A moderate standard also features a car, a £60 a month Sky package and £35 for social activities each week, all of which give greater choice and flexibility than at the minimum. Holidays at this level are a holiday in Europe each year as well as a UK city break.






Pensions and Lifetime Savings Association




Groups described the next level up from this as a comfortable retirement living standard. This is a standard that allows flexibility, particularly in terms of financial security and having the opportunity to help others. People were clear that retiring at this level would mean peace of mind, with a financial buffer so that if, for example, your fridge stopped working you could replace it without worrying about making spending cuts elsewhere. A single retiree would need £30,000 a year to achieve this.

Being comfortable in retirement means being able to do a lot of what you want to do, but groups were clear that this was not about limitless choice or unfettered spending. There was a clear sense that you were likely to be able to retire at this standard as a result of careful financial planning and that maintaining this level in retirement would require the same approach.

At this level, groups decided that a single retiree would need £50 a week for eating out, takeaway and more spontaneous spending such as lunch out after shopping. It might include help around the house, such as a gardener to cut the grass in the spring and summer and a window cleaner once a month. Holidays at this level add up to three weeks in Europe each year, and critically at this level, groups included a budget of £1,000 each year for helping others.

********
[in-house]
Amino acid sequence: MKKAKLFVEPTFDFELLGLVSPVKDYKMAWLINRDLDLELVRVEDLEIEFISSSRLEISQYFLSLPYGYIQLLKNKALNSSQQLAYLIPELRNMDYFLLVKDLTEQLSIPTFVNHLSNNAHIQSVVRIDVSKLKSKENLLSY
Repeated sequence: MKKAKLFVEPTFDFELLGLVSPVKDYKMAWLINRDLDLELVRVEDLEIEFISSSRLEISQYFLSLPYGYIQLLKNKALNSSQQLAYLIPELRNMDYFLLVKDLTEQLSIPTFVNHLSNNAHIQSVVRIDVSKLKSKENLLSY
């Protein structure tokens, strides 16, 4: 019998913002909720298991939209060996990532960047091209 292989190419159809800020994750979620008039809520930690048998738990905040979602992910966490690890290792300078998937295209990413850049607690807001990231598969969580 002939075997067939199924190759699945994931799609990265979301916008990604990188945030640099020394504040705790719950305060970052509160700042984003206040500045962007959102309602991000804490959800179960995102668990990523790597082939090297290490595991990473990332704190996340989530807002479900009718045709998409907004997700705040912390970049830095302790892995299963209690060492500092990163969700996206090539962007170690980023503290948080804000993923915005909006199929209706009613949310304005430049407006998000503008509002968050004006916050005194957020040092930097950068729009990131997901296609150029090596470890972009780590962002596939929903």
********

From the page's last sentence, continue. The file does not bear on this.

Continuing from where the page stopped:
Starting point


These three levels provide a starting point to think about both what we want life to look like when we retire – and how much is needed to cover it. They’ve already been adopted by a number of high-profile pension providers and advisors, and we hope they will become an accepted element of pension planning.

Considering the full new state pension is currently £8,767.20, which you only get if you’ve made national insurance contributions for 35 years, it’s incredibly important to think about the future and plan accordingly. The earlier you start the better.

At the same time, we should not lose sight of the growing number of people already retired that do not have enough to meet their minimum needs – materially, socially, emotionally and psychologically. Society – and government – must step in to help them, as well as encouraging and making it easier for people to better financially plan for their futures.The Conversation

Matt Padley, Research Fellow, Centre for Research in Social Policy, Loughborough University and Claire Shepherd, Research Associate, Centre for Research in Social Policy, Loughborough University

This article is republished from The Conversation under a Creative Commons license. Read the original article.